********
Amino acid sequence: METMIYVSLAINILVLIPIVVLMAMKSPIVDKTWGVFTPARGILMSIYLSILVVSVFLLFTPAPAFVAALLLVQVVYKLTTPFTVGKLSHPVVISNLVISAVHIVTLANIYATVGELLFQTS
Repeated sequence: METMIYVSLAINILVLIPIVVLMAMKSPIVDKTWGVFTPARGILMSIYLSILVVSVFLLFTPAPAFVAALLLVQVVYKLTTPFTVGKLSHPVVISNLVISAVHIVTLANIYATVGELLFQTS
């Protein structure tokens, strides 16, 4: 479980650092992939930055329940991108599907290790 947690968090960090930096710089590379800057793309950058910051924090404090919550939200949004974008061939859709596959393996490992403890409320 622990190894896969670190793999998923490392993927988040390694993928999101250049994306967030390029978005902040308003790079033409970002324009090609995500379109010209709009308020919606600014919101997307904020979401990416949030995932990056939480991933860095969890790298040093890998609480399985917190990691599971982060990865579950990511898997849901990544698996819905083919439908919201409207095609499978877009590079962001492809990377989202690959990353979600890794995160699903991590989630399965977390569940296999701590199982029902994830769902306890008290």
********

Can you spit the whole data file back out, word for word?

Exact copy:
Amino acid sequence: METMIYVSLAINILVLIPIVVLMAMKSPIVDKTWGVFTPARGILMSIYLSILVVSVFLLFTPAPAFVAALLLVQVVYKLTTPFTVGKLSHPVVISNLVISAVHIVTLANIYATVGELLFQTS
Repeated sequence: METMIYVSLAINILVLIPIVVLMAMKSPIVDKTWGVFTPARGILMSIYLSILVVSVFLLFTPAPAFVAALLLVQVVYKLTTPFTVGKLSHPVVISNLVISAVHIVTLANIYATVGELLFQTS
């Protein structure tokens, strides 16, 4: 479980650092992939930055329940991108599907290790 947690968090960090930096710089590379800057793309950058910051924090404090919550939200949004974008061939859709596959393996490992403890409320 622990190894896969670190793999998923490392993927988040390694993928999101250049994306967030390029978005902040308003790079033409970002324009090609995500379109010209709009308020919606600014919101997307904020979401990416949030995932990056939480991933860095969890790298040093890998609480399985917190990691599971982060990865579950990511898997849901990544698996819905083919439908919201409207095609499978877009590079962001492809990377989202690959990353979600890794995160699903991590989630399965977390569940296999701590199982029902994830769902306890008290």